A successful project is one that creates deliverables that encompass all of the agreed upon features, also known as meeting scope goals. Outputs of a successful project should satisfy all specifications and expectations of customers. Projects are measured against different success criteria from start to finish and may meet or exceed portions of this criteria, while also falling short in terms of others (Kloppenborg, 2015). For example, a project may be highly successful in meeting agreements for things such as costs, schedule, and specifications, but may fall short in terms of the performing organizations success or in promoting the success of the projects team.

Reference:

Kloppenborg, T.J. (2015). Contemporary project management (3rd ed.). Stamford, CT: Cengage Learning.

Name the 10 project management knowledge areas, and briefly summarize each.

The 10 project management knowledge areas are: 1) Integration management – This is the process to identify, define, combine, unify, and coordinate the various aspects of the project activities 2) Scope management – process to ensure that the project includes all the work, and only the work required to complete the project successfully 3) Time management – manage timely project completion 4) Cost management – process to budget and control costs of a project to ensure completion within budgeted means 5) Quality management – ensures quality policies, objectives, and responsibilities are sound and satisfies the needs of the project 6) Human resources management – process of organizing, managing, and leading the project team 7) Communications management – controls the timely and appropriate control of all things that deal with the project information 8) Risk management – is the process of identifying and mitigating any negative risk to the project and promoting positive events that positively impact the project 9) Procurement management – purchasing and acquiring products services, or results from outside of the project team 10) Stakeholder management – is the process of identifying anyone that could or may impact or be impacted by the project, knowing and managing expectations, engaging them, and managing conflicting interests (Kloppenborg, 2015).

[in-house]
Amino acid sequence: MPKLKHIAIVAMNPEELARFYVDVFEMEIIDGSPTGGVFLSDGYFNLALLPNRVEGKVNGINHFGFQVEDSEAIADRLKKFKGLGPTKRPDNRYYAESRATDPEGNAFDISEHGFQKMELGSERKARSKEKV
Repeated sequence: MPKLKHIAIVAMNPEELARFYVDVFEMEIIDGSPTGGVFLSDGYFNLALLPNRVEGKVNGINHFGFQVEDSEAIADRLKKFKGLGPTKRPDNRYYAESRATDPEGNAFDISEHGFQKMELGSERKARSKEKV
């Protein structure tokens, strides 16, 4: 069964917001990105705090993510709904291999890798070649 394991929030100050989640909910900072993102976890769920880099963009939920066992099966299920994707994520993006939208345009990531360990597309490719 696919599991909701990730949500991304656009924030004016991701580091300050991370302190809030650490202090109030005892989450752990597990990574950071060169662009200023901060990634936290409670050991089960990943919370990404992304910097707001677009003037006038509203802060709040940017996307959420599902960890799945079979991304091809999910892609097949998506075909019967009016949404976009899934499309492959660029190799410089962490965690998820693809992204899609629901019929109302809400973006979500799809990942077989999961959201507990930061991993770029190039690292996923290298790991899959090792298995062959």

Reference:

Kloppenborg, T.J. (2015). Contemporary project management (3rd ed.). Stamford, CT: Cengage Learning.

Compare and contrast the four phases of the project life cycle process.

“All projects go through predictable stages called a project life cycle” (Kloppenborg, 2015, p. 6). The four phases of a project life cycle are selecting and initiating, planning, executing, and closing and realizing. Each phases begins and ends at specific points and each requires its own specific amount of effort. Additionally, the pace of the work and amount of resources spent within each phase can vary drastically from phase to phase. Selecting and initiating begins with a simple idea of a project, which has been selected and planned at a high level and ends with a commitment to broad terms by key participants. As selecting and initiating begins with a simple idea and ends with broad terms, planning begins with the initial commitment but includes highly detailed planning and ends only with the acceptance by stakeholders to very detailed plans. Executing, unlike previous stages, requires a great deal more work that can take a much more considerable amount of time. Where previous stages consisted of thought and planning, executing encompasses the majority of the accomplishment of hands on tasks. This phase continues until the customer accepts the projects deliverables. Unlike executing, closing and realizing is the stage where the work level decreases significantly and includes all activities that occur after customer acceptance to ensure that the project is actually completed based on multiple aspects such as lessons learned, reassignment of resources, contributions are recognized, and benefits are realized (Kloppenborg, 2015).